Justice demands a new trial

Published September 2, 2007

In reviewing a murder conviction for which there now exists profound evidence of innocence, Polk State Attorney Jerry Hill seems remarkably detached. Confronted with a disturbingly detailed account of how his office may have prosecuted the wrong man for the 1987 murder of Michelle Schofield, Hill turned to the very prosecutor whose work was in question.

"I asked him if there was anything in the article that he wasn't aware of, that was new to him, and he said no," Hill said. "I dare say that you take any homicide that is 18 years old and evaluate it today, and there will be things that weren't known."

That's it? Ask the prosecutor whether he erred, and then shrug your shoulders when he says he didn't? Leave it to a defense attorney to try to sort out the truth?

The case of Leo Schofield demands considerably more of our justice system. He has spent nearly 19 years in prison after being convicted of murdering his wife, but, as Times staffers Meg Laughlin and Don Morris revealed in a sobering investigative report last Sunday, a mountain of evidence points to another man.

- Fingerprints found in the victim's car were never identified at trial. Now we know they belong to Jeremy Scott, who has a history of violence, a conviction for murder and who lived within 2 miles of where the body was found.

- Hill's chief prosecutor dismissed the value of the fingerprints, saying Scott would have stolen the victim's jewelry. But in two other murders for which Scott was charged, Laughlin found that he left fingerprints and jewelry in both cases. He was convicted for one of them.

- The prosecutor's chief witness has changed her story. The woman, who lived in the same trailer park, claimed to have seen Schofield carry his wife's body to his car. But her husband told Laughlin: "No way (she) could've seen and heard from that little bathroom window what she said she heard." She in turn changed her story when asked by Laughlin. The woman has spent time in mental institutions for symptoms of delusions.

- Law enforcement versions of witness statements don't match what the witnesses told Laughlin. One Polk detective testified at trial that he knew of no other cases where women had been similarly stabbed, though at the time three unsolved murders fit the profile.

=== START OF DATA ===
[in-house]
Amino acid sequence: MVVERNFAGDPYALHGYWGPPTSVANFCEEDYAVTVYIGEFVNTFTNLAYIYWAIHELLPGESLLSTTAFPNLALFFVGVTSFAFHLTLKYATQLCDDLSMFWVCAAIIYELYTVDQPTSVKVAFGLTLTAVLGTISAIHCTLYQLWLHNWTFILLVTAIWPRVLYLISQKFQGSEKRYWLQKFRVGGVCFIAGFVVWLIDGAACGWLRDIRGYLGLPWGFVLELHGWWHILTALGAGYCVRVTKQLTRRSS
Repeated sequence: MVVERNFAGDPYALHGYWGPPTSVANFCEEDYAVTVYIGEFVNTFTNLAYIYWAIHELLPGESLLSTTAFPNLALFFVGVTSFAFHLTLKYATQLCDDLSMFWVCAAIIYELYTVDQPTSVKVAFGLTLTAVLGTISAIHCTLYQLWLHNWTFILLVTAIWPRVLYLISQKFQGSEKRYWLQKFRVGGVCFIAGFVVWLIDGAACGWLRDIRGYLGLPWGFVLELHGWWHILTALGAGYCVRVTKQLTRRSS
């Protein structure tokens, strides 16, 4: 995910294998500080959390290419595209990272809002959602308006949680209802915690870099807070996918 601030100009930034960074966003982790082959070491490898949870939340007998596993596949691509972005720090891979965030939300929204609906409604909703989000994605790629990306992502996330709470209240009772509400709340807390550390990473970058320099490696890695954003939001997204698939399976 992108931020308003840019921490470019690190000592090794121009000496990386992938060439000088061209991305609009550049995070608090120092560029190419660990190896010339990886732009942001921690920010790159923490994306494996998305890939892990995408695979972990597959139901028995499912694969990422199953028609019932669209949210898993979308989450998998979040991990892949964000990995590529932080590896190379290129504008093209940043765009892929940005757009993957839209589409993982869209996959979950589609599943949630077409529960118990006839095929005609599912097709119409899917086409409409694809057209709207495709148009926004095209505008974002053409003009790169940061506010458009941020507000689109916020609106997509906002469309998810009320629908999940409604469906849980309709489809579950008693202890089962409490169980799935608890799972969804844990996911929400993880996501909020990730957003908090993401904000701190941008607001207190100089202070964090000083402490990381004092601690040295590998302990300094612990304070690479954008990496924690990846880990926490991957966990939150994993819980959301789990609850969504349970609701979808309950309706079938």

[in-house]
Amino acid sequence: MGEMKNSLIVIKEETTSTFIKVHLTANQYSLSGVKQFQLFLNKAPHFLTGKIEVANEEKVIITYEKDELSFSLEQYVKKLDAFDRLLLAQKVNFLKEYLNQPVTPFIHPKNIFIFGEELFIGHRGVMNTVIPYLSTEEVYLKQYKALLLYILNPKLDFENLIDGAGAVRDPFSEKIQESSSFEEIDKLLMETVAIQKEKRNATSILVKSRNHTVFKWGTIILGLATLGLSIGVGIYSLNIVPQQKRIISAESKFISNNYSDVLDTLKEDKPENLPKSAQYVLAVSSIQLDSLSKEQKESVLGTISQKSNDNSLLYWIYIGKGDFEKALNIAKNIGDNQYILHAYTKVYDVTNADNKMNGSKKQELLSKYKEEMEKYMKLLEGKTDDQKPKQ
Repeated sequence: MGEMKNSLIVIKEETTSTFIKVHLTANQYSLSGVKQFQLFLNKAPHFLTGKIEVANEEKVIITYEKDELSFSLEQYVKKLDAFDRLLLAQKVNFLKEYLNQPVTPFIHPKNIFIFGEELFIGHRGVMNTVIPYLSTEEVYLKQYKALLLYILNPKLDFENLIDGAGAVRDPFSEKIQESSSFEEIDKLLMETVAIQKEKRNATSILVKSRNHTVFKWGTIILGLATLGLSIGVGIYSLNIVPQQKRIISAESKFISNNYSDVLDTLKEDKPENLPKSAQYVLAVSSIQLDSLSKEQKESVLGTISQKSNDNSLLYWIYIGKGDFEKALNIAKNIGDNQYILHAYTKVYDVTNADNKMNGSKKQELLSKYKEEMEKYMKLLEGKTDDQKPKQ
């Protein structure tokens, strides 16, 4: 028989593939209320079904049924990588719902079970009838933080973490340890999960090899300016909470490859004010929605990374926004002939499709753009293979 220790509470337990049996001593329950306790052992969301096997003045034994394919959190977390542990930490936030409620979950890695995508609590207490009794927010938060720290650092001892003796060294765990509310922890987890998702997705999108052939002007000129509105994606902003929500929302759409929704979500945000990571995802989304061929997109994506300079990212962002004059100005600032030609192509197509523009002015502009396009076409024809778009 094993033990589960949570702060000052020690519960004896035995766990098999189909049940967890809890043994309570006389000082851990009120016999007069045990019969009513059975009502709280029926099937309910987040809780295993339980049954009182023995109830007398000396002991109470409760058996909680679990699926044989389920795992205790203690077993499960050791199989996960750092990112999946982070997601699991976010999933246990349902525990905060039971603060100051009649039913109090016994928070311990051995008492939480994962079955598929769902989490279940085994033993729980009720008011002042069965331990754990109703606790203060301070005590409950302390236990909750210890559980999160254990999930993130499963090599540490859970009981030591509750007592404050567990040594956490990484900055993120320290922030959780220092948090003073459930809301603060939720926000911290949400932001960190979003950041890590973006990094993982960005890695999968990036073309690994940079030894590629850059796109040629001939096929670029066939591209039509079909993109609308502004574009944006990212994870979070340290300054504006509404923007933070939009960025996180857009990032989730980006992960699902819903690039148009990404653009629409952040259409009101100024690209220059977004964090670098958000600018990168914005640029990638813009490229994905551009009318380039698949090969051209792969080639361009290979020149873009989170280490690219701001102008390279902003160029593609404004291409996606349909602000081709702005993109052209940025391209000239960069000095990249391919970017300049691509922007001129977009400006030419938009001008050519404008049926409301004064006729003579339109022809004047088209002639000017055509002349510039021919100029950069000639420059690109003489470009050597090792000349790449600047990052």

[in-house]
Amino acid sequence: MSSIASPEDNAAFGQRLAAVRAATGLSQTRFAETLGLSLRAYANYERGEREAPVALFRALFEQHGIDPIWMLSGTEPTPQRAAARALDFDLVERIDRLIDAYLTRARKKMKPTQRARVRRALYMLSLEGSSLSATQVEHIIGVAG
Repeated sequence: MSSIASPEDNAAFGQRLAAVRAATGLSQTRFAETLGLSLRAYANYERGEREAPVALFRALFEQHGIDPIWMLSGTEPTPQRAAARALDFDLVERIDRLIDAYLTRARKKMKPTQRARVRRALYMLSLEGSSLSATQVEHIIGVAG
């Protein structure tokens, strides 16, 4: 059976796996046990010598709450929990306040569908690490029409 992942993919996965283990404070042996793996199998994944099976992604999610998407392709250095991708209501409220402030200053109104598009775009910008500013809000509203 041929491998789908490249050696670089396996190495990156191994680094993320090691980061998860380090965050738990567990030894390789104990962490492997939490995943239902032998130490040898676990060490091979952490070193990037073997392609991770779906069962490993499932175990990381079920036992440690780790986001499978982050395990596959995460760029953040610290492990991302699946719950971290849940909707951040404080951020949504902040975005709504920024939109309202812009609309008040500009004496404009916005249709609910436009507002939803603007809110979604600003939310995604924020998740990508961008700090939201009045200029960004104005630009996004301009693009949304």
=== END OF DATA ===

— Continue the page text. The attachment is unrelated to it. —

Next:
Schofield, who had no prior criminal record, has maintained he was innocent since the day he was arrested, and he rejected a plea deal before trial. His new attorney, Richard Bartmon, has asked Polk Circuit Judge Dick Prince to grant a new trial. The fingerprint evidence alone justifies it. The recanted and false testimony make it imperative.

Bartmon knows, though, that new trial requests are rarely granted after so much time has passed. That's why it is especially disappointing that Hill, who has a statewide reputation as a fair prosecutor, is refusing to consider the possibility that his office made a mistake.

In its formal response to the motion for a new trial, Hill's office argues that the original defense attorney failed to exercise "due diligence" in pursuing the identity of the fingerprints - a job that is supposed to belong to law enforcement. Worse, in this case, the Florida Department of Law Enforcement never completed its processing of all the evidence, and hairs found in the car have since been destroyed.

Hill may be right that the defense attorney at trial missed multiple chances to build a better case for Schofield. But the prosecution is supposed to get the right guy, and it should be every bit as interested in the truth as the defense. At this point, most of the prosecution's case against Schofield has evaporated and fingerprints point in an entirely different direction. How can Hill just look the other way?